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Flowery Branch breaks ground for permanent farmer's market at this location
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Vendors now fill the front lawn of Flowery Branch City Hall to sell their home-grown fruits and vegetables — but just for this season.

Work could begin soon on the city’s new Farmers Market, featuring a wooden, open-air pavilion, as a permanent home for the popular activity.

City officials held a groundbreaking ceremony Thursday, June 10, for the new attraction, which will be off Railroad Avenue behind the Flowery Branch Depot off Main Street.

“This is an exciting time for the city, with all the redevelopment downtown,” Mayor Mike Miller said to a crowd gathered for the ceremony.

“Many times when you do these downtown redevelopment plans, they get stuck in a binder and thrown on a shelf, and you never touch them again. I’m blessed we’ve had a council … that has bought into that vision with a new city hall, redevelopment downtown (and) new buildings on Main Street that are coming to fruition here.”

The Farmers Market is one part of $5.2 million in public improvements in the city.

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Flowery Branch Mayor Mike Miller, left, and members of the Flowery Branch City Council take part in a groundbreaking ceremony for the new farmers market. - photo by Jeff Gill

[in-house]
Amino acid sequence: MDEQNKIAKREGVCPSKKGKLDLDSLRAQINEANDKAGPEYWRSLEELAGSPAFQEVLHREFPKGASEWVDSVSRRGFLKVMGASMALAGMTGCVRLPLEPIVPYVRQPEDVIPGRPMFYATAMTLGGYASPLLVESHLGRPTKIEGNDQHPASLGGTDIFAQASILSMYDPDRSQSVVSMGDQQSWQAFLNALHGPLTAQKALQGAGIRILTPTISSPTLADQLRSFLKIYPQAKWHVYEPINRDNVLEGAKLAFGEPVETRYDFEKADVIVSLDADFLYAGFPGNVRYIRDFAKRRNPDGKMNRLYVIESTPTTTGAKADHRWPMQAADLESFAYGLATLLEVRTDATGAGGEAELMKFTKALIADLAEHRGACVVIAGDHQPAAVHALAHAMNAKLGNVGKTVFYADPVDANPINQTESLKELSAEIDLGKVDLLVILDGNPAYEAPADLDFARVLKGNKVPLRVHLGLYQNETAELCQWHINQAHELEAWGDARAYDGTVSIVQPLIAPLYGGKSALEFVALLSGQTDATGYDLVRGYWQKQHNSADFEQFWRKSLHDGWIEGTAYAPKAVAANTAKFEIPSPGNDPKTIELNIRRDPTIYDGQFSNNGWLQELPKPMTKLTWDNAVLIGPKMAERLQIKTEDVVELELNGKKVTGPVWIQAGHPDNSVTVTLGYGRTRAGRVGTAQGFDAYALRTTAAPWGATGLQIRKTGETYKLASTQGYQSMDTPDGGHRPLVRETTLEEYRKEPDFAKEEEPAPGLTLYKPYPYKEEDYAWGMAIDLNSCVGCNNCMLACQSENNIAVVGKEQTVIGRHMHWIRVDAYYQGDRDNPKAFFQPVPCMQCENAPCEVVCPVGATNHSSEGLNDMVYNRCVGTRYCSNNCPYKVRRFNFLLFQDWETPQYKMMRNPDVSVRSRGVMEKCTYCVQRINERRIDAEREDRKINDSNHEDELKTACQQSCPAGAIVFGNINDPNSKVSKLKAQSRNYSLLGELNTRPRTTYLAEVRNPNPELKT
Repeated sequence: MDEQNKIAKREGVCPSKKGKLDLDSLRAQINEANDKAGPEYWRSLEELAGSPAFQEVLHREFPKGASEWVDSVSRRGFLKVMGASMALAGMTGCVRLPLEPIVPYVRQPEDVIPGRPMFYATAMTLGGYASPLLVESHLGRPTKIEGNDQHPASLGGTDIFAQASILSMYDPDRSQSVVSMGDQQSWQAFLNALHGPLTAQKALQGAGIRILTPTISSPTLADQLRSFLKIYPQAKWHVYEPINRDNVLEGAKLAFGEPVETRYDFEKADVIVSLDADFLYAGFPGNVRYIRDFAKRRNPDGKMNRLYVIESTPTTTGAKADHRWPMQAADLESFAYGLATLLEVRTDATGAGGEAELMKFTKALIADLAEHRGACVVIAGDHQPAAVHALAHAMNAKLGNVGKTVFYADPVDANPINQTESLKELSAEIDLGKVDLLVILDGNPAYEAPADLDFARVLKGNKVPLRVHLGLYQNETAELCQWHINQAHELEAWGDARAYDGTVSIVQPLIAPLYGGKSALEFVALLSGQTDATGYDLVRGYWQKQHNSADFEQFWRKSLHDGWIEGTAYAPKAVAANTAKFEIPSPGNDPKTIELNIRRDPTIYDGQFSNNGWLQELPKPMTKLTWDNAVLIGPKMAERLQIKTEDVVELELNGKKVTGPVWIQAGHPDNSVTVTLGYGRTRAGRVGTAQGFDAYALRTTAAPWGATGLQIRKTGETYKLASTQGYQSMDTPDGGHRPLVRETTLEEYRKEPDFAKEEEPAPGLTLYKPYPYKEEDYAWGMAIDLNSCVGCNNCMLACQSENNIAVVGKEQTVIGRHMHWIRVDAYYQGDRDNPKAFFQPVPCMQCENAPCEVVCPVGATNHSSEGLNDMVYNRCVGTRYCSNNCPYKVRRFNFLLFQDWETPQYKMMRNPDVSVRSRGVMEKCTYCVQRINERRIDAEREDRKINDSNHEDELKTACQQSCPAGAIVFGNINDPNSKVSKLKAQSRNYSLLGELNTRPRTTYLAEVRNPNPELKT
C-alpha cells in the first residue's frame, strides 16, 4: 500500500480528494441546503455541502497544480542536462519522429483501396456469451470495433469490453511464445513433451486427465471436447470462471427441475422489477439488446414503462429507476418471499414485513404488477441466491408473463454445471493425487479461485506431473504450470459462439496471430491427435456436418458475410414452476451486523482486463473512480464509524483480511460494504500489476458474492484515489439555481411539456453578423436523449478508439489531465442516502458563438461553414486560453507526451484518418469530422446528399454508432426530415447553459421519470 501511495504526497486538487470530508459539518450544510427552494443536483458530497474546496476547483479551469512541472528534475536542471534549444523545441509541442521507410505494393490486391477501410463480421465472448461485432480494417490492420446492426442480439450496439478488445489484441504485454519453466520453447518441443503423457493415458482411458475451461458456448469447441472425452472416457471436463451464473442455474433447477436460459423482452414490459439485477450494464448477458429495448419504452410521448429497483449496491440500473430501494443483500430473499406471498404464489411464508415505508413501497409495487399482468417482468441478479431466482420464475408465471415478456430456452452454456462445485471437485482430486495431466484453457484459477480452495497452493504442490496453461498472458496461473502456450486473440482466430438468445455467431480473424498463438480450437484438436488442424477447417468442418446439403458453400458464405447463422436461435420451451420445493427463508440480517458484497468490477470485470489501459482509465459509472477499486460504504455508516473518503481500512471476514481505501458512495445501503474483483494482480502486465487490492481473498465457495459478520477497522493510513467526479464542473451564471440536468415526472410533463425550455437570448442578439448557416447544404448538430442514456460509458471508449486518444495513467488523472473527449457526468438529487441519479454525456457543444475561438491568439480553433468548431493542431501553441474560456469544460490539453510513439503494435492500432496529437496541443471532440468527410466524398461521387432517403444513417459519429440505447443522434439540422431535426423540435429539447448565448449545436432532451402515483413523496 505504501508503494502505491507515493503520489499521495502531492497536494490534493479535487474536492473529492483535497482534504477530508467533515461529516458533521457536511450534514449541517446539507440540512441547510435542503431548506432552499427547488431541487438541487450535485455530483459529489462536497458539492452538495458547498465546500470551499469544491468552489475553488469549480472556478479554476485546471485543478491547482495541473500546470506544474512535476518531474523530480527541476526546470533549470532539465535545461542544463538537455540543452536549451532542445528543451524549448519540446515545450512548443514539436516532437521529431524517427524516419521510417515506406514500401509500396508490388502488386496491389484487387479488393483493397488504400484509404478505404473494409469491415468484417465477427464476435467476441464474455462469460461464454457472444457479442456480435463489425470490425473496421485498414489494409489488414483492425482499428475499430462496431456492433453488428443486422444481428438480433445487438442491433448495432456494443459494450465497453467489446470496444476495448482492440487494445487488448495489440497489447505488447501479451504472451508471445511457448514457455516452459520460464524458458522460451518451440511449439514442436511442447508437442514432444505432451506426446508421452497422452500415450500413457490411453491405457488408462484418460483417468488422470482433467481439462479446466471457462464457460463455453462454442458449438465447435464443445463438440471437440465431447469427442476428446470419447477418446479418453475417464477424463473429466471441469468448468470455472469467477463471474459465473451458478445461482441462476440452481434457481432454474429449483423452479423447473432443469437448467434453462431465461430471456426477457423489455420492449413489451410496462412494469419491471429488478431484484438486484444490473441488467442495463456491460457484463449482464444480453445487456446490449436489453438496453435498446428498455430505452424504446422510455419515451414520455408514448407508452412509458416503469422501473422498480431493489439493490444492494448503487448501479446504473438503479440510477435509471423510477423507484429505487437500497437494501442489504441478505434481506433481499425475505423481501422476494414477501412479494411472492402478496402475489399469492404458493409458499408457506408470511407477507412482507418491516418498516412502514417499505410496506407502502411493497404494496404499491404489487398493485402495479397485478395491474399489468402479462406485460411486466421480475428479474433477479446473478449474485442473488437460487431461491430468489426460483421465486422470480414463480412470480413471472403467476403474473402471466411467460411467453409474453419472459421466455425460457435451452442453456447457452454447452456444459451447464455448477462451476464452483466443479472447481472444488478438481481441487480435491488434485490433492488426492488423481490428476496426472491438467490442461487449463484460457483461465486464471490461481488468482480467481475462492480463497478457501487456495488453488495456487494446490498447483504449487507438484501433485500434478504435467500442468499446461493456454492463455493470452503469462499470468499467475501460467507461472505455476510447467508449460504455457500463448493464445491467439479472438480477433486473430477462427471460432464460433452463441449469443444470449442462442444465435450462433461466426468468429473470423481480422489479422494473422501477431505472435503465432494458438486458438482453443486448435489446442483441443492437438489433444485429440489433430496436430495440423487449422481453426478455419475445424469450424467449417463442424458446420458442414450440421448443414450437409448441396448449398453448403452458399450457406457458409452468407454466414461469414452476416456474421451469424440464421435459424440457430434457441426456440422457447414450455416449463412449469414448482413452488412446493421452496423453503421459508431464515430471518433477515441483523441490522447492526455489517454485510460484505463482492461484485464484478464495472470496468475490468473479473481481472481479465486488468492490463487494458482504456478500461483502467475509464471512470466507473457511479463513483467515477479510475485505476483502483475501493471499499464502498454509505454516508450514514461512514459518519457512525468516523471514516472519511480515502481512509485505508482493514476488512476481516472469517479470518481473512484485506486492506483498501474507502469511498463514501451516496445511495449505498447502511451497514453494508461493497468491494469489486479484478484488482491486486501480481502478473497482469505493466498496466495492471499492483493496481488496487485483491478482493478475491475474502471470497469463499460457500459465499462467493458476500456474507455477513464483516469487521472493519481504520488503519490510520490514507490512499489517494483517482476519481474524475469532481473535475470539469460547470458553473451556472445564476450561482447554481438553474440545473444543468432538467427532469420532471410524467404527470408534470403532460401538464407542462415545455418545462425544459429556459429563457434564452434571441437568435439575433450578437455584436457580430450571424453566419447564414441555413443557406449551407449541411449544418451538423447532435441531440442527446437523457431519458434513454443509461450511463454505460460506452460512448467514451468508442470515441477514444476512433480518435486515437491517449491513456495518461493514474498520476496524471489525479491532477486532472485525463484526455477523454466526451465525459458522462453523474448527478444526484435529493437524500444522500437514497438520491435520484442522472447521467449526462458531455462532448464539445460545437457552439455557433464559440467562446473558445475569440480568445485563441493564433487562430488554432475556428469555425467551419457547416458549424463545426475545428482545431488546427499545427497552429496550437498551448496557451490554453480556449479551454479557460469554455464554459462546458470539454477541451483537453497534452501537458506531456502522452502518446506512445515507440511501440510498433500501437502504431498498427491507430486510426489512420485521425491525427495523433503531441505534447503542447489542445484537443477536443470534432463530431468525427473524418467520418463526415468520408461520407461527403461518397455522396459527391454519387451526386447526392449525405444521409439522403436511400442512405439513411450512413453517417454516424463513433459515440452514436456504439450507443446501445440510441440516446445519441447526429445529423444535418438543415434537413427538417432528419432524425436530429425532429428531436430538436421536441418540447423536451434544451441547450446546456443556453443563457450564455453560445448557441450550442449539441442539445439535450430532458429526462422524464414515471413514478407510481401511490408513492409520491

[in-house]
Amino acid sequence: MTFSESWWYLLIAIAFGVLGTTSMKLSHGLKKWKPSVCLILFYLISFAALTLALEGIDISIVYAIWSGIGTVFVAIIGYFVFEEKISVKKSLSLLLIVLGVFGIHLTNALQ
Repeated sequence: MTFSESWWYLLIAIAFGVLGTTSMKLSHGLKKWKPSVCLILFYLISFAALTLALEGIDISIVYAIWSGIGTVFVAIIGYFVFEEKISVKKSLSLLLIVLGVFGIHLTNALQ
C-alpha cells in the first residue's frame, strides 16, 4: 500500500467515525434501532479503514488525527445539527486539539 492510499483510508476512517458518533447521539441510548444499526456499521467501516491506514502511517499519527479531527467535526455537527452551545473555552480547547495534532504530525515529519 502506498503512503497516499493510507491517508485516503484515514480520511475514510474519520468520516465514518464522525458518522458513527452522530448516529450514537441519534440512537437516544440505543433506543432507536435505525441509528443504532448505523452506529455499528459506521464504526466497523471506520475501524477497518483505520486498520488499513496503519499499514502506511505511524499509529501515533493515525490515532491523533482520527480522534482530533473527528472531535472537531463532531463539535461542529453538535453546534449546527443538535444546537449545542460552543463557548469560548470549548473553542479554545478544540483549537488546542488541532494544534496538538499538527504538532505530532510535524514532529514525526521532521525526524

Also planned are a couple of parks on Church Street, a plaza-like walkway between Main Street and the Farmers Market, and a “woonerf,” or a Dutch-style, pedestrian-friendly area on Church Street Street between Main and Pine streets.

The plan is to have all the improvements finished by Christmas, with some kind of festive occasion to mark the completion.

The efforts are part of a public-private partnership with Atlanta-based The Residential Group, which is developing an apartment-retail building on Main Street between Railroad and Church. The walkway to the Farmers Market would be between the depot and The Residential Group’s building.

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Also, the city is looking to spruce up Main Street between Church and Mitchell streets with a streetscaping effort. The move would replace parallel parking on the Antebellum restaurant side of Main with 12 angled spaces.

The work is rooted in a master plan released in 2015.

One major part of the plan has been realized: a new City Hall and an extension of Pine Street from Church Street to Railroad Avenue. City Hall faces West Pine Street, with plans for eventual commercial development on the other side of West Pine.

Also in play is a proposal for 14 townhomes on Church Street behind The Residential Group building. A developer is seeking a rezoning to enable the project on three lots between Main and Martin streets. Single-family homes are now on the property.

The project would involve a land swap between the developer and Flowery Branch to allow for the Farmers Market project.

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